It is a romance celebrated in marble and glorified with precious and semi-precious stones and that’s the way to appreciate it!

Uttar Pradesh, the Land of The Taj is rich in its cultural heritage and has always been a prominent arena of politics since the ancient times. Agra, the City of The Taj and once the capital of the Mughal Empire during the 16th through the early 18th centuries, enjoys a close proximity to the National Capital City of New Delhi.

Tourists from all over the world visit Agra to make a pilgrimage to Taj Mahal, India’s most famous architectural wonder, in a land where magnificent temples and edifices abound to remind visitors about the rich civilization of a country that is slowly but surely lifting itself into an industrialized society as well.

Taj Mahal means "Crown Palace" and is in fact the most well preserved and architecturally beautiful tomb in the world. The English poet, Sir Edwin Arnold has described The Taj as "Not a piece of architecture, as other buildings are, but the proud passions of an emperor’s love wrought in living stones."

It is a romance celebrated in marble and glorified with precious and semi-precious stones and that’s the way to appreciate it!.

Taj Mahal stands on the bank of River Yamuna, which otherwise serves as a wide moat defending the Great Red Fort of Agra, the center of the Mughal emperors until they moved their capital to Delhi in 1637. It was built by the fifth Mughal emperor, Shah Jahan in 1631 in memory of his third but the most favourite wife, in fact a soul-mate Mumtaz Mahal, a Muslim Persian princess. She died while accompanying her husband in Burhanpur in a campaign to crush a rebellion after giving birth to their 13th child. The death so crushed the emperor that all his hair and beard were said to have grown snow white in a few months.

When Mumtaz Mahal was still alive, she extracted four promises from the emperor: first, that he build the Taj; second, that he should marry again; third, that he be kind to their children; and fourth, that he visit the tomb on her death anniversary. However, due to ill health and being under house arrest by his own son and successor to the throne, Aurangzeb, barred him from continue to keep the last promise.

The Taj rises on a high red sandstone base topped by a huge white marble terrace on which rests the famous dome flanked by four tapering minarets. Within the dome lies the jewel-inlaid cenotaph of the queen. So exquisite is the workmanship that the Taj has been described as "having been designed by giants and finished by jewellers". The only asymmetrical object in the Taj is the casket of the emperor which was built beside the queen’s as an afterthought.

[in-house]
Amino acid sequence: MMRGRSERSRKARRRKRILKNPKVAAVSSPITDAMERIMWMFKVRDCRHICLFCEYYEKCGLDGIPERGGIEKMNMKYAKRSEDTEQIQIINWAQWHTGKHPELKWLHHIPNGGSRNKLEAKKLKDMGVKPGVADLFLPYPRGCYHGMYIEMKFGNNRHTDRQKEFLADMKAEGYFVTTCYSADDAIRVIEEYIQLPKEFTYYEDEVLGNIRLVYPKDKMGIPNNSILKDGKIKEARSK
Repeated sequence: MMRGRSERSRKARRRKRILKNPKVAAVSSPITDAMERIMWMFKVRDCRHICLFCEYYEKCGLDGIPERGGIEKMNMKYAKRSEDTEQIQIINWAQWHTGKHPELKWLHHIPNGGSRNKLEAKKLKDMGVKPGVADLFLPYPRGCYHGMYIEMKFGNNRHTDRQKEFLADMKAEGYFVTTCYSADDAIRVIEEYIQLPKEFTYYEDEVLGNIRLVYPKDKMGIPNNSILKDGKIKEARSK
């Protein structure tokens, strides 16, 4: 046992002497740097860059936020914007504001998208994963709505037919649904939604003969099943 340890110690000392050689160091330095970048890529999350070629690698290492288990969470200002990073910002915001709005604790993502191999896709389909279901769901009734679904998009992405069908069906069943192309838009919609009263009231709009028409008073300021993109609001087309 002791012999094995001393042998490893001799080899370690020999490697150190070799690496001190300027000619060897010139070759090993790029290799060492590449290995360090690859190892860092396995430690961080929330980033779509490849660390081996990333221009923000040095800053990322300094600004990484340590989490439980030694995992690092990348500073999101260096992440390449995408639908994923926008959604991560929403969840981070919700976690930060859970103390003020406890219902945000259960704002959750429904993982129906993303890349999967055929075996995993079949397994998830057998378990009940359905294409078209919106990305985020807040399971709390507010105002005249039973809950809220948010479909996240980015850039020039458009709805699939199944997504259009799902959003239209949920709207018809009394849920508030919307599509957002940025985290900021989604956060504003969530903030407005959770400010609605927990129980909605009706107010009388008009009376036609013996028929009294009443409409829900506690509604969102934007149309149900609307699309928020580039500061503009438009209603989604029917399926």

Legend has it that during his eight years long ailment and imprisonment, Shah Jahan used to intensly view The Taj lying on the bed through a diamond fixed in the wall in front at a particular angle. WOW!!!

As a tribute to a woman of exotic beauty and as a monument of a love story, which is keeping us engrossed even when we are reading through these pages here, truely an ever-lasting romance of a love not ended as yet, the Taj reveals its subtleties to its beholder!

The rectangular base of Taj is in itself symbolic of the different sides from which to view a beautiful woman. The main gate is like a veil to a woman’s face which should be lifted delicately, gently and without haste on the wedding night. In Indian tradition the veil is lifted gently to reveal the beauty of the bride. As one stands inside the main gate of Taj, his eyes are directed to an arch which frames the Taj.

The dome is made of white marble, but the tomb is set against the plain across the river and it is this background that works its magic of colours that, through their reflection, change the view of the Taj. The colours change at different hours of the day and during different seasons.

The Taj sparkles like a jewel in moonlight when the semi-precious stones inlaid into the white marble on the main mausoleum catch and reflect back its glow with a better gleam. The Taj is pinkish in the morning, milky white in the evening and golden when the moon shines. These changes, they say, depict the different moods of a beauty of any kind.

Different people have different views of the Taj but it would be enough to say that the Taj has a life of its own that leaps out of marble. A masterpiece of the art and science of architecture, a representative of an era called The Mughal Period surpassing any authority to add or de-add anything in any sense in or out of the Taj!